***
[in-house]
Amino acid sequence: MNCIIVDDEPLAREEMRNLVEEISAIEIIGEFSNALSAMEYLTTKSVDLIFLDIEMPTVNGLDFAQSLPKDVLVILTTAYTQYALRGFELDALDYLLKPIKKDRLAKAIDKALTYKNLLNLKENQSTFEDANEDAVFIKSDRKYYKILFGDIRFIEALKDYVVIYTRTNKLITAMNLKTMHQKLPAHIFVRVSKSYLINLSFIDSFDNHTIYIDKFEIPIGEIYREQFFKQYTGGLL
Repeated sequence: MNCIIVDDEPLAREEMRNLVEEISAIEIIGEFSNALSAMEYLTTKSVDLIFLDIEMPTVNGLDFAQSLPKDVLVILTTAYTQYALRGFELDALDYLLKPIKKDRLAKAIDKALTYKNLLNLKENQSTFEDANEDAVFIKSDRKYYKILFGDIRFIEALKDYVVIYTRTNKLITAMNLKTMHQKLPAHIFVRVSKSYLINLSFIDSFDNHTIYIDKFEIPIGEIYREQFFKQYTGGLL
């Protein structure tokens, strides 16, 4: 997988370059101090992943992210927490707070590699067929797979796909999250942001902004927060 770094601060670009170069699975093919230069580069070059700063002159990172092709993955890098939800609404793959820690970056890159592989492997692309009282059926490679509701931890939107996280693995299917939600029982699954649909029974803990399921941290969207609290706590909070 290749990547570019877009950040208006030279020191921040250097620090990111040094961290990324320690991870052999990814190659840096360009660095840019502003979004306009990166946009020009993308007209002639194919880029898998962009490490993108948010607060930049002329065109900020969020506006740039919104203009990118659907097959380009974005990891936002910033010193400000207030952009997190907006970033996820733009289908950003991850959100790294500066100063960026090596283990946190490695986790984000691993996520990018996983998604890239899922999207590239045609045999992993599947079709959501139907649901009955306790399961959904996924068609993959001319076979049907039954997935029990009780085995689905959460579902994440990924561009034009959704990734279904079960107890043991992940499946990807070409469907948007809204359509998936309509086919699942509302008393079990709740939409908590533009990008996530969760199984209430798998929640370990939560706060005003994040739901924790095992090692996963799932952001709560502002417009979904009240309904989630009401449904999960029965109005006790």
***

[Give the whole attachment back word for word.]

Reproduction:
[in-house]
Amino acid sequence: MNCIIVDDEPLAREEMRNLVEEISAIEIIGEFSNALSAMEYLTTKSVDLIFLDIEMPTVNGLDFAQSLPKDVLVILTTAYTQYALRGFELDALDYLLKPIKKDRLAKAIDKALTYKNLLNLKENQSTFEDANEDAVFIKSDRKYYKILFGDIRFIEALKDYVVIYTRTNKLITAMNLKTMHQKLPAHIFVRVSKSYLINLSFIDSFDNHTIYIDKFEIPIGEIYREQFFKQYTGGLL
Repeated sequence: MNCIIVDDEPLAREEMRNLVEEISAIEIIGEFSNALSAMEYLTTKSVDLIFLDIEMPTVNGLDFAQSLPKDVLVILTTAYTQYALRGFELDALDYLLKPIKKDRLAKAIDKALTYKNLLNLKENQSTFEDANEDAVFIKSDRKYYKILFGDIRFIEALKDYVVIYTRTNKLITAMNLKTMHQKLPAHIFVRVSKSYLINLSFIDSFDNHTIYIDKFEIPIGEIYREQFFKQYTGGLL
């Protein structure tokens, strides 16, 4: 997988370059101090992943992210927490707070590699067929797979796909999250942001902004927060 770094601060670009170069699975093919230069580069070059700063002159990172092709993955890098939800609404793959820690970056890159592989492997692309009282059926490679509701931890939107996280693995299917939600029982699954649909029974803990399921941290969207609290706590909070 290749990547570019877009950040208006030279020191921040250097620090990111040094961290990324320690991870052999990814190659840096360009660095840019502003979004306009990166946009020009993308007209002639194919880029898998962009490490993108948010607060930049002329065109900020969020506006740039919104203009990118659907097959380009974005990891936002910033010193400000207030952009997190907006970033996820733009289908950003991850959100790294500066100063960026090596283990946190490695986790984000691993996520990018996983998604890239899922999207590239045609045999992993599947079709959501139907649901009955306790399961959904996924068609993959001319076979049907039954997935029990009780085995689905959460579902994440990924561009034009959704990734279904079960107890043991992940499946990807070409469907948007809204359509998936309509086919699942509302008393079990709740939409908590533009990008996530969760199984209430798998929640370990939560706060005003994040739901924790095992090692996963799932952001709560502002417009979904009240309904989630009401449904999960029965109005006790």